Examination of the quality of the common base metal concentrates on the basis of their valuable mineral content reveals that the zinc concentrates are, in general, the highest quality containing approximately 90 per cent of the valuable mineral by weight; these concentrates demonstrate the concentrate quality achievable in mineral separation circuits. The other common base metal concentrates contain a lower percentage of the valuable mineral (<70 per cent to 85 per cent) and are candidates for improvement in their quality. To raise the concentrate grade, one option is movement along the plant grade-recovery curve by sacrificing recovery of the valuable mineral; however, it would be preferable to employ process improvement techniques to allow operation at the required concentrate grade on a new grade-recovery curve with an improved position.

Future directions for circuit structures with lowered energy requirements

An alternative application of liberation data

Studies of ore samples ground to a wide range of 80 per cent passing sizing values (P80) and with the appropriate collection of liberation data can be used as a cost-effective method for recognition of different design directions. For those ores with suitable properties, these design directions may be radically different from current normal practice. An example with Mount Isa zinc-lead ore is summarised in Pokrajcic (2010). Five samples of the ore were ground to P80 values of 17, 76, 261, 400 and 1607 µm and the liberation levels of the minerals in each size fraction from the five cases were measured; the resulting liberation values for each sample were calculated from weighted summation of the data from the size fractions.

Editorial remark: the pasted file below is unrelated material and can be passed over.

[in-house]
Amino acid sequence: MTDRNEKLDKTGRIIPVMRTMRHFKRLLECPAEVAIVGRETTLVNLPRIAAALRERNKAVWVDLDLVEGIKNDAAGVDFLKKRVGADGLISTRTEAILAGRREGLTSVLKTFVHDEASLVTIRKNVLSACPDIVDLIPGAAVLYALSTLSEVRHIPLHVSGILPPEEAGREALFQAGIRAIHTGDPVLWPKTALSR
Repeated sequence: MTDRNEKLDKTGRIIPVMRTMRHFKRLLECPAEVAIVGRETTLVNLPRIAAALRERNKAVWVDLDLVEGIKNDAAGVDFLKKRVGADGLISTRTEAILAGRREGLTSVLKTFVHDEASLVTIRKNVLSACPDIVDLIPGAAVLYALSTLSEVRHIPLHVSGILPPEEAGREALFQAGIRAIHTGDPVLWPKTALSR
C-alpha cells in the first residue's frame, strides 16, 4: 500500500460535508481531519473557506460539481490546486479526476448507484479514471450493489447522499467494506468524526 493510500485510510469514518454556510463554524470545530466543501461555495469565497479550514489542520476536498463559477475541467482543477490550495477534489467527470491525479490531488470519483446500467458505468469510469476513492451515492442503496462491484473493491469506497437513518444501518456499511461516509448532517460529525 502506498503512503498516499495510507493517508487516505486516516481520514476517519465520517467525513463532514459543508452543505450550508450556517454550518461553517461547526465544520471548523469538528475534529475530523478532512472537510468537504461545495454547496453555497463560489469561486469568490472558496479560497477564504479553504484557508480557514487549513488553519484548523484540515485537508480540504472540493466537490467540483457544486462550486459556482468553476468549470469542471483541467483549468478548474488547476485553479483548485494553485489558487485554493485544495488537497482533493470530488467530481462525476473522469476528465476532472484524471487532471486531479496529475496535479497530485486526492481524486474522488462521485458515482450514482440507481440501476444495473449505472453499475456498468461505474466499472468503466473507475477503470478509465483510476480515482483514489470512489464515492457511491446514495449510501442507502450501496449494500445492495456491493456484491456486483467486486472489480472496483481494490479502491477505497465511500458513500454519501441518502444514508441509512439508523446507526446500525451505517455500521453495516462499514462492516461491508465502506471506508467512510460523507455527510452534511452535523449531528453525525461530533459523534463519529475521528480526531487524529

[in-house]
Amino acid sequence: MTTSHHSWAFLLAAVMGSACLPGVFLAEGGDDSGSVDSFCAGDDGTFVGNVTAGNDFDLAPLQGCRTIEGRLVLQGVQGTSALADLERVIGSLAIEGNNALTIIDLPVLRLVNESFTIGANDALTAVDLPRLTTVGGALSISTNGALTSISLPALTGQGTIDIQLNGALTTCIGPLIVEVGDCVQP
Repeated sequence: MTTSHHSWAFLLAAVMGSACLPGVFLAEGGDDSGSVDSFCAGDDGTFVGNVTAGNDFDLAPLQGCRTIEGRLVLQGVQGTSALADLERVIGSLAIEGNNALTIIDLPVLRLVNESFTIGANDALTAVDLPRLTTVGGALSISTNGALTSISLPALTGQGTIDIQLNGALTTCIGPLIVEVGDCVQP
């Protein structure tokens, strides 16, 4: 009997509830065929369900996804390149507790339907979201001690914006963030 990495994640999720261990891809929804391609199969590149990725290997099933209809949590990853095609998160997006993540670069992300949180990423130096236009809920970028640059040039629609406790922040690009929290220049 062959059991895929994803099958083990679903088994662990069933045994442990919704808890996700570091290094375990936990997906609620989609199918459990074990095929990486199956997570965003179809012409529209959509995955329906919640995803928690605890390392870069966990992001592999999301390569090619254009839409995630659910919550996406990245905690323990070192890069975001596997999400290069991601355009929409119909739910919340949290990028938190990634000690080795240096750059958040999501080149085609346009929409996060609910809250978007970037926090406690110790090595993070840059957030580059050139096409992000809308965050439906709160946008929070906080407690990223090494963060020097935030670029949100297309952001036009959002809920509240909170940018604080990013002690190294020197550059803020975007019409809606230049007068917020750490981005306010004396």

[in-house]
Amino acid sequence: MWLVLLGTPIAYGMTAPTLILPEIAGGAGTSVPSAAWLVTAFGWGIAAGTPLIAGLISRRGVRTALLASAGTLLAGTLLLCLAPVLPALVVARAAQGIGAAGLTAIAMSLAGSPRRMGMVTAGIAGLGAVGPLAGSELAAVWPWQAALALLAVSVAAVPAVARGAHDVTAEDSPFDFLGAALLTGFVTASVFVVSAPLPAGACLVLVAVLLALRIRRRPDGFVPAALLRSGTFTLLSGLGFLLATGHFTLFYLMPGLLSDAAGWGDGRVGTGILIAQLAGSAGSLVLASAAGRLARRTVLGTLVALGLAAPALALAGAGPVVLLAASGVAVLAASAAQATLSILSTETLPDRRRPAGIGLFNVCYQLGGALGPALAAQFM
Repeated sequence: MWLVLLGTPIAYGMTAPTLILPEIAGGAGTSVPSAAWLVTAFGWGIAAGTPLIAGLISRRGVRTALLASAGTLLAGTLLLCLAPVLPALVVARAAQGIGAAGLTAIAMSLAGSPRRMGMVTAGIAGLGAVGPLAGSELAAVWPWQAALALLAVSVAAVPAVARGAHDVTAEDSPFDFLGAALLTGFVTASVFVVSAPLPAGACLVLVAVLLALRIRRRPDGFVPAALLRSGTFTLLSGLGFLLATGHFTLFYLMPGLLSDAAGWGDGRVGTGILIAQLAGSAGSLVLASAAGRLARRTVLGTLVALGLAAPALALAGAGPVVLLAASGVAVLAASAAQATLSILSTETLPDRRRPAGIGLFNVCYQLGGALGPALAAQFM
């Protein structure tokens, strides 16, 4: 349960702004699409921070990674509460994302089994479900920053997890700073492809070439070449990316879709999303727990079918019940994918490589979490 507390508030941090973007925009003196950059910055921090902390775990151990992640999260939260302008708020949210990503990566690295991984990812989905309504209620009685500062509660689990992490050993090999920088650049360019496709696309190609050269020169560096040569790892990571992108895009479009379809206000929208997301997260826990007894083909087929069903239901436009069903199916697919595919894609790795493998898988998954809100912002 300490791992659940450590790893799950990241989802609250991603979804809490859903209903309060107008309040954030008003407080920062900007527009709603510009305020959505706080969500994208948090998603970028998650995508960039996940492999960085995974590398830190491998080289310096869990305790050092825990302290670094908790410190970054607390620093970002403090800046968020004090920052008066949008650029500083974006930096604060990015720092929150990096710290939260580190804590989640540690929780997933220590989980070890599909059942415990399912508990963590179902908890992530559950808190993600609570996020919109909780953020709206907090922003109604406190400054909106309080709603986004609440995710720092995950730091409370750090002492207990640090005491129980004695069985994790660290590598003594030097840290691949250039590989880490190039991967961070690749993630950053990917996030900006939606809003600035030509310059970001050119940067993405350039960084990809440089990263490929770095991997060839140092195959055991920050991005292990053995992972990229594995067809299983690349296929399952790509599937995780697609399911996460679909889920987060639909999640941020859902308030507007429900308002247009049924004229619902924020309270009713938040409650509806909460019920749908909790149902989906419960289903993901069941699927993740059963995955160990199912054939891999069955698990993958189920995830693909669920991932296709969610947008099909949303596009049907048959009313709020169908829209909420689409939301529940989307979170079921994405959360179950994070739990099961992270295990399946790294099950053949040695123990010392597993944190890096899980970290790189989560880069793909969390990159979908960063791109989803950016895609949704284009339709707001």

The liberation data were calculated also for the following four entities, where the term ‘recoverable’ refers to particles containing greater than 15 per cent by volume of the following minerals or mineral groupings and therefore potentially ‘recoverable’ in an industrial rougher scavenger separation:

  1. per cent galena recoverable
  2.  per cent sphalerite recoverable
  3.  per cent galena + sphalerite recoverable
  4.  per cent sulfides recoverable ie galena + sphalerite + iron sulfides.

The magnitudes for 1 to 4 at the five P80 values are shown in Figure 1 where the values for grouping 4 remained greater than 90 per cent for the five P80 values; this type of finding for an ore is important because it indicates that non-conventional circuit structures that are more energy efficient can be considered. Hydrophobicity of the galena, sphalerite and iron sulfides is a requirement for initial recovery of the particles in group 4. In contrast, the values on the Y axis of Figure 1 declined from greater than 90 per cent for a P80 of 17 µm to less than 20 per cent for a P80 of 1607 µm for groupings 1 to 3 and such opportunities are not available.